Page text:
Video | Agriculture | Confidence | Economy | Energy | Employment | Finance | Media | Property | RBNZ | Science | SOEs | Tax | Technology | Telecoms | Tourism | Transport | Search

 

Genesis coal burn 5-yr high in 'unprecedented' conditions

Genesis coal burn reached 5-yr high in 'unprecedented' conditions

By Gavin Evans

Jan. 22 (BusinessDesk) - Coal-fired generation from Genesis Energy’s Huntly operations was the highest in more than five years in the December quarter, as a combination of low hydro storage and plant outages were compounded by tight natural gas supplies.

The company, which also runs three hydro schemes and a wind farm, delivered 601 gigawatt-hours of electricity from its dual-fuel Rankine units at Huntly during the three months. That was almost twice the contribution they made in the same period a year earlier and 512 GWh of that - 85 percent – was fuelled with coal. That was the company’s biggest coal-burn since mid-2013.

Genesis says conditions in the market were “unprecedented” given the unusually low lake inflows for that time of the year and reduced production from the Pohokura gas field. Planned maintenance at the Kupe gas production station and at the company’s 400 MW gas-fired unit at Huntly also tightened supplies.

“Genesis’ generation portfolio responded well to a fuel constrained wholesale market demonstrating the importance and value of fuel diversity coupled with a flexible supply chain during volatile market conditions” said Tracey Hickman, executive general manager of the firm’s generation and wholesale business.

Genesis shares fell 2 cents to $2.65. The stock is up almost 7 percent the past year and closed at a record high of $2.71 on Thursday.

New Zealand relies on the flexibility Genesis has to run the aging Rankine units when required – such as during dry periods or when other plants are unavailable. It fuels them on either gas or coal, depending on what is available and cheapest at the time.



But with gas supplies tight late last year, Genesis ran the two Rankine units on coal for much of October and November. The company also ordered 120,000 tonnes of Indonesian coal for delivery in December and January to maintain supplies.

Those tight conditions, and the higher cost of imported coal, saw the company receive an average $213/MWh for its generation in the period, up from $95 a year earlier and $86 in the September quarter.

While hydro storage is now closer to average levels and gas supplies from Pohokura have been restored, wholesale power prices remain high.

Energy Link managing director Greg Sise says the biggest driver of the current prices is the on-going maintenance shutdown at Contact Energy’s 400 MW gas-fired power station at Stratford. That plant is due back early next month.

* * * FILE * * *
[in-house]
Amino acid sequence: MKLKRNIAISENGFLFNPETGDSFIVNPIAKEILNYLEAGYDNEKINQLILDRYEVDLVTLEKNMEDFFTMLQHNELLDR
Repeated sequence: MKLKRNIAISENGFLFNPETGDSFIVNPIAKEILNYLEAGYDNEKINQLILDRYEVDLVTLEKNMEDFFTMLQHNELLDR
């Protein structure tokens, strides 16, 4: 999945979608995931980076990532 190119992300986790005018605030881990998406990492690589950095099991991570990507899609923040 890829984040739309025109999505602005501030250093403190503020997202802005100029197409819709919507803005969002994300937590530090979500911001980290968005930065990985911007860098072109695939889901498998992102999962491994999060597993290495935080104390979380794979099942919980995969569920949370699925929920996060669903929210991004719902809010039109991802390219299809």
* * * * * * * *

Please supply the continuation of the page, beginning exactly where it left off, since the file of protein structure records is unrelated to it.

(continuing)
Sise said the higher cost of imported coal and the “bleak” outlook for longer-term gas supplies – given the government’s offshore exploration ban – have also contributed.

Peak demand has also been about 100 MW higher than last year, reflecting the 50 MW increase in demand from the Tiwai Point smelter late last year and increasing irrigation demand on the South Island’s east coast, Sise said.

Genesis said the reduced access it had to gas in the December quarter saw its gas-fired production halve to 394 GWh, and total generation fall 8 percent to 1,622 GWh.

Total retail power volume sold increased almost 5 percent to 1,415 GWh, mostly due to increased sales to heavy industry.

Average selling prices were up for all categories and the company said it increased its netback – operating earnings before corporate costs – on electricity and LPG. Its netback on gas fell due to the timing of price increases, it said.

(BusinessDesk)


© Scoop Media

 
 
 
Business Headlines | Sci-Tech Headlines

 

Electricity Market: Power Panel Favours Scrapping Low-Fixed Charges

An independent panel reviewing electricity prices favours scrapping the government’s low-user fixed charge regime, banning the use of prompt-payment discounts, and requiring greater disclosure of the profit split between the retail and generation arms of the major power companies. More>>

ALSO:

Bottomless Oil And Zero Climate Cost: Greenpeace Not Big On PEPANZ Gas Ban Report

The NZIER report commissioned by oil industry body, PEPANZ, claims the oil and gas ban issued by the Government last April could cost the the New Zealand economy $28 billion by 2050... But Greenpeace says the figures in the report are based on false assumptions and alternative facts. More>>

ALSO:

Sunday Fruit Fly Update: Devonport Fruit And Veg Lockdown

Work continues at pace on the biosecurity response following the discovery last week of one male Queensland fruit fly in a surveillance trap in the Auckland suburb of Devonport. More>>

ALSO:

Digital Services Tax: Government To Plan Tax On Web Operator Income

New Zealand is to consult on the design of changes to tax rules which currently allow multinational companies in the digital services field to do business here without paying income tax. More>>

ALSO: